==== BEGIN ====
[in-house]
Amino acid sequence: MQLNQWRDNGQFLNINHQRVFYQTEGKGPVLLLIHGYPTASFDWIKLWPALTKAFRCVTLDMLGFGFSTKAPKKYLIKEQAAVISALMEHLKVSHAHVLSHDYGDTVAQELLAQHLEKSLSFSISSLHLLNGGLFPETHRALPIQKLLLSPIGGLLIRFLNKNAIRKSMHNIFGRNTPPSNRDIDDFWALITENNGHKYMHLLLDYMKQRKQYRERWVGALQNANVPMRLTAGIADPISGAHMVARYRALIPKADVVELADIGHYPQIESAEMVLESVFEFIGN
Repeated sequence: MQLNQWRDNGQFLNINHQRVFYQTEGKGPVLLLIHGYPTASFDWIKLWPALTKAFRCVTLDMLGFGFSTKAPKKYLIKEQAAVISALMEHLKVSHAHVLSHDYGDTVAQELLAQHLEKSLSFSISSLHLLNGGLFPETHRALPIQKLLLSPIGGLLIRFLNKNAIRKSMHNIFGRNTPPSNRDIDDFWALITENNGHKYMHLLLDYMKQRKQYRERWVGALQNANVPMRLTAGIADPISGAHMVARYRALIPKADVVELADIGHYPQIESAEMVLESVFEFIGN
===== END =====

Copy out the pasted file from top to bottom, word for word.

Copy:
[in-house]
Amino acid sequence: MQLNQWRDNGQFLNINHQRVFYQTEGKGPVLLLIHGYPTASFDWIKLWPALTKAFRCVTLDMLGFGFSTKAPKKYLIKEQAAVISALMEHLKVSHAHVLSHDYGDTVAQELLAQHLEKSLSFSISSLHLLNGGLFPETHRALPIQKLLLSPIGGLLIRFLNKNAIRKSMHNIFGRNTPPSNRDIDDFWALITENNGHKYMHLLLDYMKQRKQYRERWVGALQNANVPMRLTAGIADPISGAHMVARYRALIPKADVVELADIGHYPQIESAEMVLESVFEFIGN
Repeated sequence: MQLNQWRDNGQFLNINHQRVFYQTEGKGPVLLLIHGYPTASFDWIKLWPALTKAFRCVTLDMLGFGFSTKAPKKYLIKEQAAVISALMEHLKVSHAHVLSHDYGDTVAQELLAQHLEKSLSFSISSLHLLNGGLFPETHRALPIQKLLLSPIGGLLIRFLNKNAIRKSMHNIFGRNTPPSNRDIDDFWALITENNGHKYMHLLLDYMKQRKQYRERWVGALQNANVPMRLTAGIADPISGAHMVARYRALIPKADVVELADIGHYPQIESAEMVLESVFEFIGN